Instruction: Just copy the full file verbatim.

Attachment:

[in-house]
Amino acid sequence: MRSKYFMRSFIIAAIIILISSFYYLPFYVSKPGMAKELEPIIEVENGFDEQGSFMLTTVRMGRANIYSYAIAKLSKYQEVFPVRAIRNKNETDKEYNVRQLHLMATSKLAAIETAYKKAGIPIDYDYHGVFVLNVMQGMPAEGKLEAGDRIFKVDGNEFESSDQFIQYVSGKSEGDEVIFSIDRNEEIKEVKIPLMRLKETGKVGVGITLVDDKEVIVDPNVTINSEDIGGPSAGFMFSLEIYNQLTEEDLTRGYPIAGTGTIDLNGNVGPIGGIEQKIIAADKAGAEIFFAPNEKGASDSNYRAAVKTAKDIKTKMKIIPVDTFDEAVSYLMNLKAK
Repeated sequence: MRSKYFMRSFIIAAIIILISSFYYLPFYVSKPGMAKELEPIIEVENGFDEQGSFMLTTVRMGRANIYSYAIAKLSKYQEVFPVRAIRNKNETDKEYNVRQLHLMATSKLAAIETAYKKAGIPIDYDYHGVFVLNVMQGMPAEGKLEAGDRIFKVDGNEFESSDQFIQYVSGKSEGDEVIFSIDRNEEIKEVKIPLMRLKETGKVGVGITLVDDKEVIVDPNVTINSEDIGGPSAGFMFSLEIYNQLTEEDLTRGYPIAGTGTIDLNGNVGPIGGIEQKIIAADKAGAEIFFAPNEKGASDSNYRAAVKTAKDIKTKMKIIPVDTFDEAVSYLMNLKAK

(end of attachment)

[in-house]
Amino acid sequence: MRSKYFMRSFIIAAIIILISSFYYLPFYVSKPGMAKELEPIIEVENGFDEQGSFMLTTVRMGRANIYSYAIAKLSKYQEVFPVRAIRNKNETDKEYNVRQLHLMATSKLAAIETAYKKAGIPIDYDYHGVFVLNVMQGMPAEGKLEAGDRIFKVDGNEFESSDQFIQYVSGKSEGDEVIFSIDRNEEIKEVKIPLMRLKETGKVGVGITLVDDKEVIVDPNVTINSEDIGGPSAGFMFSLEIYNQLTEEDLTRGYPIAGTGTIDLNGNVGPIGGIEQKIIAADKAGAEIFFAPNEKGASDSNYRAAVKTAKDIKTKMKIIPVDTFDEAVSYLMNLKAK
Repeated sequence: MRSKYFMRSFIIAAIIILISSFYYLPFYVSKPGMAKELEPIIEVENGFDEQGSFMLTTVRMGRANIYSYAIAKLSKYQEVFPVRAIRNKNETDKEYNVRQLHLMATSKLAAIETAYKKAGIPIDYDYHGVFVLNVMQGMPAEGKLEAGDRIFKVDGNEFESSDQFIQYVSGKSEGDEVIFSIDRNEEIKEVKIPLMRLKETGKVGVGITLVDDKEVIVDPNVTINSEDIGGPSAGFMFSLEIYNQLTEEDLTRGYPIAGTGTIDLNGNVGPIGGIEQKIIAADKAGAEIFFAPNEKGASDSNYRAAVKTAKDIKTKMKIIPVDTFDEAVSYLMNLKAK